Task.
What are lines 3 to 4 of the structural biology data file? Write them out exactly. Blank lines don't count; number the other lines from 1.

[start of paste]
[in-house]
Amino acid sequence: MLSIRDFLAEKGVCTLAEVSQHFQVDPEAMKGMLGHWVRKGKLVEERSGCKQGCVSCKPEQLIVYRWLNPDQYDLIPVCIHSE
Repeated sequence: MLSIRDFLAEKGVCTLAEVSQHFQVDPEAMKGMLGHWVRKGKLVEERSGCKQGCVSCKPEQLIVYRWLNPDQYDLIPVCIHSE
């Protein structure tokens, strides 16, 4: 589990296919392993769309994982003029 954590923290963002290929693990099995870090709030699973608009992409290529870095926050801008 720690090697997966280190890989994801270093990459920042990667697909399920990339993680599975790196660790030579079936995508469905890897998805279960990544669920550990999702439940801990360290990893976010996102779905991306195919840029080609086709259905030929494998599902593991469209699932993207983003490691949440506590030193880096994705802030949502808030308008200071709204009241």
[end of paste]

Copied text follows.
Repeated sequence: MLSIRDFLAEKGVCTLAEVSQHFQVDPEAMKGMLGHWVRKGKLVEERSGCKQGCVSCKPEQLIVYRWLNPDQYDLIPVCIHSE
């Protein structure tokens, strides 16, 4: 589990296919392993769309994982003029 954590923290963002290929693990099995870090709030699973608009992409290529870095926050801008 720690090697997966280190890989994801270093990459920042990667697909399920990339993680599975790196660790030579079936995508469905890897998805279960990544669920550990999702439940801990360290990893976010996102779905991306195919840029080609086709259905030929494998599902593991469209699932993207983003490691949440506590030193880096994705802030949502808030308008200071709204009241």